VANCOUVER, British Columbia – Japan and the United States will meet for the third straight time in a major women’s soccer championship final on Sunday to decide the winner of the 2015 FIFA Women’s World Cup.
Japan advanced to the final on Wednesday with a 2-1 victory over England. A heartbreaking stoppage-time own goal by Laura Bassett sent the reigning World Cup champions Japan through to the final again. The United States advanced to the final on Tuesday with a 2-0 victory over world No. 1 Germany.
In 2011, Japan shocked the world by winning the Women’s World Cup four months after an earthquake and tsunami killed over 15,000 people. Japan’s national team heroically rallied a nation at that World Cup to defeat hosts Germany in the quarterfinals for one of the biggest upsets of all time. Then Japan defeated the favored United States in the final, twice rallying from behind to force penalty kicks.
The United States got the upper hand a year later at the London Olympics, beating Japan in the gold-medal game to earn a third consecutive Olympic gold medal and fourth in five Olympic Games.
Sunday brings a highly-anticipated round three.
“In order to be the best team in the world at the World Cup, you have to beat the best teams,” U.S. forward Abby Wambach said. “We just beat the No. 1 team in the world in Germany and now we face Japan, another team that we have so much respect for. They have an amazing team and they’re the reigning World Cup champions so I think it’s going to be a fantastic final. Everyone will have to bring their ‘A’ game and whoever finishes their chances the most will come out on top. Hopefully it will be us.”
In a twist from how things stood just a week ago – when Japan looked like the world’s best team against the Netherlands and the U.S. struggled to beat Colombia in the round of 16 – the Americans will enter the final as favorites after a convincing semifinal victory over world No. 1 Germany.
Fluent play so often defines Japan, but the Americans – usually the more physical side that labors through games to earn results – put on a show against Germany, controlling the midfield and creating chances from the opening whistle. It was Japan who had to put in an almost American-like effort to resiliently hold off England, a winning mentality that is a testament to how much Japan has progressed in four short years.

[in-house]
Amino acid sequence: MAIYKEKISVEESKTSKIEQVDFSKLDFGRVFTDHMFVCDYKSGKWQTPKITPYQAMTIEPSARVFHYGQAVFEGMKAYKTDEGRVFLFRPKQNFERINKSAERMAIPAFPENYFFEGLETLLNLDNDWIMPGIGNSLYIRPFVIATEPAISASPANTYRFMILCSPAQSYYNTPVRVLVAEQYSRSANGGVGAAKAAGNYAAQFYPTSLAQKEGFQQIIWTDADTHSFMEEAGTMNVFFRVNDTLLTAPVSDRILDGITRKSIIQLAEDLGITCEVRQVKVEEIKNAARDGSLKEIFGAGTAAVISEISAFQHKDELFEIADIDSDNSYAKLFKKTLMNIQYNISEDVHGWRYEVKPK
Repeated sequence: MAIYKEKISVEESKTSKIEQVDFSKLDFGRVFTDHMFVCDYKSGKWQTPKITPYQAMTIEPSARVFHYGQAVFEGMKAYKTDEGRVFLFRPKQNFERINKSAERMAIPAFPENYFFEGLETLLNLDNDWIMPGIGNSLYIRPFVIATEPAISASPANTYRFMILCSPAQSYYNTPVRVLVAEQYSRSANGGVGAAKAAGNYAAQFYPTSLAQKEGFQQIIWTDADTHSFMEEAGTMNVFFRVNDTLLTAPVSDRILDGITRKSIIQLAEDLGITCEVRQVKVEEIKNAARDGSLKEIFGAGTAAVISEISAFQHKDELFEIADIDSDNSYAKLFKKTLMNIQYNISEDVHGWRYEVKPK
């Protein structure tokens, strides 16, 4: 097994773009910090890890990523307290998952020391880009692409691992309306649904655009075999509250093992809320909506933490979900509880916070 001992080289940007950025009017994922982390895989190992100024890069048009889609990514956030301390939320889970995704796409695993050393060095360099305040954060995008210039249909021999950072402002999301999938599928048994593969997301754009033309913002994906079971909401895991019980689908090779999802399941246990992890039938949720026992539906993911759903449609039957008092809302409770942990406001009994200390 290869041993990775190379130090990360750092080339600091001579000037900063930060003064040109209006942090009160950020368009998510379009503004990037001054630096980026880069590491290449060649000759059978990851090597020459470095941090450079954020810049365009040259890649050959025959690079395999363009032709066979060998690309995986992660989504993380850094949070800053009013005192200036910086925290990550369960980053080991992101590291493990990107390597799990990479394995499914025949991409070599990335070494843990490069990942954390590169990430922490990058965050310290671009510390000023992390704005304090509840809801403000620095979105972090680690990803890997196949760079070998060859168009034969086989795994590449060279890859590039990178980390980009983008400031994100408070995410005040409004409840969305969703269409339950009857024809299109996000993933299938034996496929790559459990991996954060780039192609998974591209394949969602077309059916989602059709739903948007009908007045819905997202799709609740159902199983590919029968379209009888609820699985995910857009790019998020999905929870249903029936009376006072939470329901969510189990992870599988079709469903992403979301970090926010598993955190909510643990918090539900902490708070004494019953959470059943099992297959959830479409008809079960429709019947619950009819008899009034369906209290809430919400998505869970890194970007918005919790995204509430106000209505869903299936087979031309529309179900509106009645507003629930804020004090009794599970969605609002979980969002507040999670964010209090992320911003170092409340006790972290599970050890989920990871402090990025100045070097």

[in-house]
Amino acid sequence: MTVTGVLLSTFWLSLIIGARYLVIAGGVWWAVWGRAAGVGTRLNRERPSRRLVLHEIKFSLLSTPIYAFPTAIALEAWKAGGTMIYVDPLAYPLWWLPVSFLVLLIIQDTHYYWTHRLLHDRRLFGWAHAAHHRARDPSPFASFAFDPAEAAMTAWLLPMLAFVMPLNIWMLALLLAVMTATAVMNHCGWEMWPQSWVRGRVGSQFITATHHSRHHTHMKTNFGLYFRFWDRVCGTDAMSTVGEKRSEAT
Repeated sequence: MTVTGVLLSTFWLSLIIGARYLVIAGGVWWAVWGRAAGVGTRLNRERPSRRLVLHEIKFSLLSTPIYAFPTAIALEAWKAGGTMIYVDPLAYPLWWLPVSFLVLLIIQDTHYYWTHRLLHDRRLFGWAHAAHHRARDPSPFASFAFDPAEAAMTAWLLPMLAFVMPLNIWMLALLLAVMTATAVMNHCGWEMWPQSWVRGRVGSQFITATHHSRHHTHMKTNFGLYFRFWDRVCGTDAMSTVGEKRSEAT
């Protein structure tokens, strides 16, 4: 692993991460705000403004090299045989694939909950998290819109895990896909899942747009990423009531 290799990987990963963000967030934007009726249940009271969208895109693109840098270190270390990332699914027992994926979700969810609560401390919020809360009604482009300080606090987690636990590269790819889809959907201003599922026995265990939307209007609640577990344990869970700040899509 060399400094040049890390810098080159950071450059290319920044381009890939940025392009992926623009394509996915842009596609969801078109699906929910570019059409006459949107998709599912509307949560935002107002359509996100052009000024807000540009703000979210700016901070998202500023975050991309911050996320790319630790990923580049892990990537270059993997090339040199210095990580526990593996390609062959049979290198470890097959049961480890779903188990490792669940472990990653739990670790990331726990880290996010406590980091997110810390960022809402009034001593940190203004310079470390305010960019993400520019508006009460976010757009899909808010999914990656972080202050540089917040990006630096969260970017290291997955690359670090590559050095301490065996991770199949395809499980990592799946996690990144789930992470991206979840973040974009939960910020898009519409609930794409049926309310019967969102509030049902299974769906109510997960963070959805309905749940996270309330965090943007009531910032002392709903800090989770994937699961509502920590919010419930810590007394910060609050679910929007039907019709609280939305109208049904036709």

So U.S. coach Jill Ellis and Japan coach Norio Sasaki square off in what should be an interesting tactical battle in the final. Ellis has shown her mettle over the past two games, turning around an underachieving U.S. team and, even if by force due to player suspensions, rediscovering the American mojo.
Sasaki has long proven he’s a mastermind, pulling all the right strings so precisely that Japan has won all six games played at this World Cup by exactly one goal.
Will the roles revert on Sunday?
“The team which is very powerful and has simple tactic, we may not be good at playing against that,” Sasaki said via translator on Wednesday. “But the final will be the final, and there is nothing beyond that, so we shouldn’t be afraid of making mistakes. I’d like to send the players to the pitch with this strong will.”
Japan’s only victory in 31 all-time meetings against the United States came in that 2011 World Cup final. They beat the Americans at their own game, twice rallying from behind. And Japan was a team of fate then, with a nation behind it for very serious aforementioned reasons. Only Germany has ever successfully defended a World Cup titles, winning the 2003 and 2007 tournaments.
This time around, the Americans believe that fate is on their side, with what is expected to be a pro-U.S. crowd (much like it has been all tournament) just over the border in Vancouver.
On Sunday, either the U.S. will become the first nation to win three Women’s World Cups, or Japan will join the U.S. and Germany with two titles each.
The past two finals between these two teams have been epic. Get ready for more of the same on Sunday.